I’m gonna stop reminiscing at this point.
Like I promised, I’ll tell you all about my SkeletonMapper design in another post.
What you need to know is that after building the editor and testing the section, I finally found a satisfactory generic solution to all configurations I managed to come up with – and they did live happily ever after…
What I want to focus on right now though is finding a answer to the following question – how could I have done it better?
To sum up:
- The initial round of tests got me nowhere and consumed a lot of my time and initial buzz
- Building the editor required me to redesign in most part the data structures and the API I evolved when building unit tests…
- …it also cost time…
- …but it got the problem solved
- I kept using unit tests till the end to test the math behind the mapping – and that was a very good decision
So knowing all that paints a clear picture of how I should go about things.
But WHY did it work out like that? I mean unit tests are a well tested method and the test cases I had drawn weren’t bad.
The problem there was – I tend to keep my unit tests simple and illustrative, which translates directly onto the data configurations I use for testing.
And that was the reason I hadn’t been able to test a larger system with data that might be arbitrarily different ( let’s face it – when I’m building a skeleton rig in Blender, I don’t think about the order of bones etc – I’m focusing on its application to animation, a different point of view altogether).
The other problem was relying on the test to be able to tell you the best way to build a mapper, when later on you’re going to change that either way by introducing a dedicated editor.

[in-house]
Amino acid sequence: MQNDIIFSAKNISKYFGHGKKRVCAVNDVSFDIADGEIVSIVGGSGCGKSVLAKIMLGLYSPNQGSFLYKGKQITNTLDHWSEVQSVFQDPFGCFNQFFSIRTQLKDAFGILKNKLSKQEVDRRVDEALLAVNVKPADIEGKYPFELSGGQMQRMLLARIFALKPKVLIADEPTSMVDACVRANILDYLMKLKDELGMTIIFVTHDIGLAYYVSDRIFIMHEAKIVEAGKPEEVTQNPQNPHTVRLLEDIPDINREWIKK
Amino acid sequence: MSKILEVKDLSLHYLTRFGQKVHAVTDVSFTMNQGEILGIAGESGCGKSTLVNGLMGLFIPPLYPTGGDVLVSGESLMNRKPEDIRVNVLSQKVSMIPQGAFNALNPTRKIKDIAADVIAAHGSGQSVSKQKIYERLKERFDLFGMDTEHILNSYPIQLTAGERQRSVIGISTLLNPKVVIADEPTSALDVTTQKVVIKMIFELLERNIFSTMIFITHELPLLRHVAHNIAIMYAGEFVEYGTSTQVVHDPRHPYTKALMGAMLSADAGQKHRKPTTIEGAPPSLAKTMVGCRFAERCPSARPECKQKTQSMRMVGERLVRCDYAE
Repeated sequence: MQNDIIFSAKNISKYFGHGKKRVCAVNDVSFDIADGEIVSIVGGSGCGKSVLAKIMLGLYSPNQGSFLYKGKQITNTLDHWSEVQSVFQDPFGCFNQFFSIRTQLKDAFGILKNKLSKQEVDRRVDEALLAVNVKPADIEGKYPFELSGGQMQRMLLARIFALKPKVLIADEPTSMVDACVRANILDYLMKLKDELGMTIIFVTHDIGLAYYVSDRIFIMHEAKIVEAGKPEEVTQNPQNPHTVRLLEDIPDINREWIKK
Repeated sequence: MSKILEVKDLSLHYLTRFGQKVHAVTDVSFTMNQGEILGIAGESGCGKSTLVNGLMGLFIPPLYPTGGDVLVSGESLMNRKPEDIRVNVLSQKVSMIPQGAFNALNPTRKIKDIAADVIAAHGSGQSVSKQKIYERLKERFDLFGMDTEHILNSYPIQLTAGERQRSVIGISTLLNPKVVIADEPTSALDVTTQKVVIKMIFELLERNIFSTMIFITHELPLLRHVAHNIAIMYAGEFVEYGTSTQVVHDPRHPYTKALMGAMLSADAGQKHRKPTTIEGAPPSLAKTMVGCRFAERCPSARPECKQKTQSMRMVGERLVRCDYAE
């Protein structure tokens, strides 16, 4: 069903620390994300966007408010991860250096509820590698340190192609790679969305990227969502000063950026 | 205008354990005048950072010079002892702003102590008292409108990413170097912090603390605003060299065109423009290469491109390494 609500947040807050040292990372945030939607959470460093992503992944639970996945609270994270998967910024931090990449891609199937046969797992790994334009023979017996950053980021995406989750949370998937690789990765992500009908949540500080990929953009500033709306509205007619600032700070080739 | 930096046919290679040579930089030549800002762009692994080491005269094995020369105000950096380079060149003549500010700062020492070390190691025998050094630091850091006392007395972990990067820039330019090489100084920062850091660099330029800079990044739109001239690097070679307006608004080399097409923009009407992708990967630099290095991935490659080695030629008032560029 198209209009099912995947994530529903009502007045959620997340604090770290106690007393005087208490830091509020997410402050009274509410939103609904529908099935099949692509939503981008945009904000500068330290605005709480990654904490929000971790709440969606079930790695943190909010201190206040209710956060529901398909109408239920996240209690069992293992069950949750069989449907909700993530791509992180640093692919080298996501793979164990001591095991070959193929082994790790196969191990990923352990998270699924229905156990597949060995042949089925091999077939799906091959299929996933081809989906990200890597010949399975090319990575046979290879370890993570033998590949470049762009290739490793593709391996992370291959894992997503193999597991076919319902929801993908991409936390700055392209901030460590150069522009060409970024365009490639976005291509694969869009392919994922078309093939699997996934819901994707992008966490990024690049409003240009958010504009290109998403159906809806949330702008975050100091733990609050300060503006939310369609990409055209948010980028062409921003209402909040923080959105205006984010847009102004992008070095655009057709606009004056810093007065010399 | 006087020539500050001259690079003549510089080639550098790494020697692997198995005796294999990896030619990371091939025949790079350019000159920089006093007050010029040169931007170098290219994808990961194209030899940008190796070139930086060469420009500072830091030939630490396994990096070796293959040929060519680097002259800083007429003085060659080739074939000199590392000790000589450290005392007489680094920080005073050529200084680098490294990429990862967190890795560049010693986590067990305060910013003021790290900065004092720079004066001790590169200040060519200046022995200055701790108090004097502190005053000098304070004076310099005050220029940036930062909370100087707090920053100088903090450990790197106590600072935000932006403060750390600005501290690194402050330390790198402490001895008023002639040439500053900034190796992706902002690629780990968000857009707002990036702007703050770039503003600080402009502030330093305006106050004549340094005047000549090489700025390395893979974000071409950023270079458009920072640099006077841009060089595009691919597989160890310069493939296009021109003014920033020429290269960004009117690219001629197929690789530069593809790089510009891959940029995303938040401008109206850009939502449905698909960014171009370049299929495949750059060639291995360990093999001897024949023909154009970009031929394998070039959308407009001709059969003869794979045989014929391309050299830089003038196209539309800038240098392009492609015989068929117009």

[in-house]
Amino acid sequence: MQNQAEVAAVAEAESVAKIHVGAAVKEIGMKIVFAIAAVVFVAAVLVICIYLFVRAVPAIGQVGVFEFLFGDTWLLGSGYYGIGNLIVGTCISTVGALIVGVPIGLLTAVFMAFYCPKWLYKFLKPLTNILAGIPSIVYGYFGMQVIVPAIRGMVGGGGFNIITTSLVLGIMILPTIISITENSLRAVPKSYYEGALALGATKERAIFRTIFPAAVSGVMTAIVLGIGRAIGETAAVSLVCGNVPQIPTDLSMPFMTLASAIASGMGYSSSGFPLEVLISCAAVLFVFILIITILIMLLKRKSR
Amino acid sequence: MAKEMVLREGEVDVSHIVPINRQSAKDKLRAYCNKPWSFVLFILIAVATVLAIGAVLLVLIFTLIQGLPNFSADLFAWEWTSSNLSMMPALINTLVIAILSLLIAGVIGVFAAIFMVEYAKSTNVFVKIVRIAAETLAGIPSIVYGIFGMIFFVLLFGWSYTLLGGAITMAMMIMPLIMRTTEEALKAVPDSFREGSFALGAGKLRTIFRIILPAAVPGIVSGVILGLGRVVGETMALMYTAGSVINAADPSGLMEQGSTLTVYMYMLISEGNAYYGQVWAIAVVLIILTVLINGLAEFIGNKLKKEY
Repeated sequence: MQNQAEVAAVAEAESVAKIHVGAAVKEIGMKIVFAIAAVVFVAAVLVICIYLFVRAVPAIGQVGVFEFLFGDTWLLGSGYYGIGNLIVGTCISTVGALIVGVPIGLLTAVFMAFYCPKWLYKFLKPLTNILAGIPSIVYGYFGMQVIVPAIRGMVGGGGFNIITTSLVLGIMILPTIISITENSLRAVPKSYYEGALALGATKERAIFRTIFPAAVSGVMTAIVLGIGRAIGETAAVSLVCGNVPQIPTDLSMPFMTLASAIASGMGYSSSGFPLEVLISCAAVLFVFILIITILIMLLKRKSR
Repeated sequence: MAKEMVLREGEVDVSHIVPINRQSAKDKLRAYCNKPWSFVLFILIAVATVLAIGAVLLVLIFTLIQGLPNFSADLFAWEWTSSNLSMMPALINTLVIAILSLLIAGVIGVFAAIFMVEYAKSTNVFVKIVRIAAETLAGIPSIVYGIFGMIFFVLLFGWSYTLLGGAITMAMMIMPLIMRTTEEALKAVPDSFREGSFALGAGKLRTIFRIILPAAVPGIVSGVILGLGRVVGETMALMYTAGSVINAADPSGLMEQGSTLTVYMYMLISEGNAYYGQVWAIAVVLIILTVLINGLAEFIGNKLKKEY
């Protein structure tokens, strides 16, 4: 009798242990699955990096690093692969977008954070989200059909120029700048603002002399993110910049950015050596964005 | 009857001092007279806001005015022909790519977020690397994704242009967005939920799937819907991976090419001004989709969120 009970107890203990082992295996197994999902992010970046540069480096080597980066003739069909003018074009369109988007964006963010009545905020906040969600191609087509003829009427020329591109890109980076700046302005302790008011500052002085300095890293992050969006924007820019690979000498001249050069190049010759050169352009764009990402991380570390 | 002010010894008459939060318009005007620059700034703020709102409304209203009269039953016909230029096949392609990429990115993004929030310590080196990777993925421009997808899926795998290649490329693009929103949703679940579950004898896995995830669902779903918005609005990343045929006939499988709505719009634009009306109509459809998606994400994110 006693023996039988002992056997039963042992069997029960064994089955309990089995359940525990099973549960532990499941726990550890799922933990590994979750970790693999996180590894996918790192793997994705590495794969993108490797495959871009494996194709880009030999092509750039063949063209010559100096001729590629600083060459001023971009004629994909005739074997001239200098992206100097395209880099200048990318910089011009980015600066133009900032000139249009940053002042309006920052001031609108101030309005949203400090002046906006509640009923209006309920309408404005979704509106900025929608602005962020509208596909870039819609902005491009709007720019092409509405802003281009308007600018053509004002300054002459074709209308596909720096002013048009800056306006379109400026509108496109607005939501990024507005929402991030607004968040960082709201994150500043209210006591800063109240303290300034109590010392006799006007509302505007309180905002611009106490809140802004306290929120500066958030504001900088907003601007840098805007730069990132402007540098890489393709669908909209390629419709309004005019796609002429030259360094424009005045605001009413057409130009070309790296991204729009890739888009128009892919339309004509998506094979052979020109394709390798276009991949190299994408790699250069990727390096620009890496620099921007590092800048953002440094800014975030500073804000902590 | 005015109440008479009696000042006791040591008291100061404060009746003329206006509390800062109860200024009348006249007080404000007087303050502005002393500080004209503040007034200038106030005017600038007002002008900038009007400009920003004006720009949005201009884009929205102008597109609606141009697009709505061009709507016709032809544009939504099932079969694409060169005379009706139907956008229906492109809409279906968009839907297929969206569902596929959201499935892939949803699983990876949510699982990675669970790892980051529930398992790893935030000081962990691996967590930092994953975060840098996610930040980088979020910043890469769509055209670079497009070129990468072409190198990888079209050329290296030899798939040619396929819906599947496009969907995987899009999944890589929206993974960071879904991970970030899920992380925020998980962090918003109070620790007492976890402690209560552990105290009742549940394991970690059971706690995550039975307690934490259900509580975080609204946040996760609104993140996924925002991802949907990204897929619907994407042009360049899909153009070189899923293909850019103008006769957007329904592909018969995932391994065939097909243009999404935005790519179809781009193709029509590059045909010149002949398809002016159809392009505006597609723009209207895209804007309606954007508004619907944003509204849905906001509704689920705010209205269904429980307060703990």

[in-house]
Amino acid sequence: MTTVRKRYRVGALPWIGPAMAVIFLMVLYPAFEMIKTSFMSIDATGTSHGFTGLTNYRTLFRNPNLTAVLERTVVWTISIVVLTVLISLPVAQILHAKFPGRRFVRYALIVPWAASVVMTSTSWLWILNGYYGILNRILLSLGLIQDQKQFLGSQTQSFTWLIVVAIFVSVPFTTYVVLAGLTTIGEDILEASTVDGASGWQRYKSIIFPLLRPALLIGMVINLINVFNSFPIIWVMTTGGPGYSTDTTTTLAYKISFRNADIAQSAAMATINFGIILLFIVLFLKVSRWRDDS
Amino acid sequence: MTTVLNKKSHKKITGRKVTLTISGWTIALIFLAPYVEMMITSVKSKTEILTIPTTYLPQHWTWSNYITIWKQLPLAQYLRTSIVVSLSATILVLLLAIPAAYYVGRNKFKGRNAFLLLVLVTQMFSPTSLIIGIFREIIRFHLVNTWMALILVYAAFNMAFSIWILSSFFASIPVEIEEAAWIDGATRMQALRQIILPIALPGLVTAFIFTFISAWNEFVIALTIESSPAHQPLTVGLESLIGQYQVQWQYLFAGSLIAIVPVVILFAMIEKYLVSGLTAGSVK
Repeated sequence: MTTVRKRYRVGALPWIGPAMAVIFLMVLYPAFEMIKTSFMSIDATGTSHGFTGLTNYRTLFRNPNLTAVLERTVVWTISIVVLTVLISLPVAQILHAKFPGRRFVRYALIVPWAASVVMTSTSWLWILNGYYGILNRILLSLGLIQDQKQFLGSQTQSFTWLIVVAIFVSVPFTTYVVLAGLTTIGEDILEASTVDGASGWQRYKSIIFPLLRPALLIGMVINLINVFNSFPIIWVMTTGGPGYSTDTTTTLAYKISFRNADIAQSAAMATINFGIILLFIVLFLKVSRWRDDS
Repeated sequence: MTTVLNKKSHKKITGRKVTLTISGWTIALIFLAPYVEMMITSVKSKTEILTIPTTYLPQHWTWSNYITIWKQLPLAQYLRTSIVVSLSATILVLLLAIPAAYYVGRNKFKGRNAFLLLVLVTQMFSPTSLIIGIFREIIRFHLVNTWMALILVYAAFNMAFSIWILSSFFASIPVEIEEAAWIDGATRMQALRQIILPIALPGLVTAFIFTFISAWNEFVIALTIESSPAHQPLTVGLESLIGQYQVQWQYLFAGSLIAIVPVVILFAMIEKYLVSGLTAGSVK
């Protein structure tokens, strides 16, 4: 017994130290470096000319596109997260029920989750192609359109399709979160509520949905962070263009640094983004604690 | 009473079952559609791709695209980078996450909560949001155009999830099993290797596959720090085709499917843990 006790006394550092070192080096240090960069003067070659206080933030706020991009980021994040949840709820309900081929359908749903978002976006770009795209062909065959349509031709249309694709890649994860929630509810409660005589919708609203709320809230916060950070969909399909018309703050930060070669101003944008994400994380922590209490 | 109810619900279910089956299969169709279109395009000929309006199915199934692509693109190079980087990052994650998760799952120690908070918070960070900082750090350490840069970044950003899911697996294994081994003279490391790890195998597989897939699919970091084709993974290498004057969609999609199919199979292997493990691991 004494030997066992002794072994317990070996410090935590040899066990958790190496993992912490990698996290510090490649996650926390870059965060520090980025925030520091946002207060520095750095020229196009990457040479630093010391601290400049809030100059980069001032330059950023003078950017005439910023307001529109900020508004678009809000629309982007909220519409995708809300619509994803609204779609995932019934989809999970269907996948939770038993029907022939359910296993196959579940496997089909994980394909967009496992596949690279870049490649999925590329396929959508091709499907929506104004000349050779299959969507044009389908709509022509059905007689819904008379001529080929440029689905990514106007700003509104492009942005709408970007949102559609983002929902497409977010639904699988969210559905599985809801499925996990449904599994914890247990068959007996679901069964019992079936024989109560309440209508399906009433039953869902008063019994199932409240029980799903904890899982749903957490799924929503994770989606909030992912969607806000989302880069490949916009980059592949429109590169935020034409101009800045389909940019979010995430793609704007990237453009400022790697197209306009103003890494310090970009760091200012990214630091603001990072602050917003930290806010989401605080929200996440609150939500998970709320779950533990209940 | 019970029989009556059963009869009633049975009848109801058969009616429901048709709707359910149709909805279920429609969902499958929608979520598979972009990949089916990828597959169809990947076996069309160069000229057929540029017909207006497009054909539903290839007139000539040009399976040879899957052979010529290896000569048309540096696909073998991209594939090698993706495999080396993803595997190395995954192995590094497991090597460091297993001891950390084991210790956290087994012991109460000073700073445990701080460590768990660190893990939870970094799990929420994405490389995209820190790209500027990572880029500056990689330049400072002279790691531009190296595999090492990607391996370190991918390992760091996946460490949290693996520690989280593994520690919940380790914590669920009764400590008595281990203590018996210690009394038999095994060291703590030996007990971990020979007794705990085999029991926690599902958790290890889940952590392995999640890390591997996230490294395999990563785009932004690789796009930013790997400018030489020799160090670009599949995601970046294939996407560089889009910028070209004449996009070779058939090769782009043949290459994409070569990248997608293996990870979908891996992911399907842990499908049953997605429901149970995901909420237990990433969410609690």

One might of course argue here that if the tests had been done well, they would have led to a design that could be reused as an API to the editor.
And rightly so – I even had it running like that at first.
The problem was that it was SO inefficient.
The primary objective of the API I developed in the test harness was to be able to quickly and in as visual manner as possible configure a mapping between two skeletons.
Meanwhile, in the editor, you want to do all sorts of other things and get access to different aspects of the mapper etc. which in this particular case effectively rendered the original API useless.
The world keeps on turning
The lesson learned here was to pay attention to what I’m supposed to unit test.
Unit tests are a major asset when it comes to math, message flow and testing the insides of a system.
Establishing the data interface though – that’s best left to an editor.
First of all – you immediately get access to it during functional tests and you can start playing with your system really quick, building new sets of functional tests, and come up with new cases to solve with the unit tests.
And it will keep you busy and interested, switching between doing different things as opposed to being stuck looking at the debugger all the time – gives you more options, and that’s always good!
I hope this turns out helpful to you as it was for me.
And stay tuned for more stories from the trenches.
Because war – war never changes
This post was reblogged from https://ptrochim.wordpress.com/2015/01/12/unit-tests-vs-functional-tests-round-101/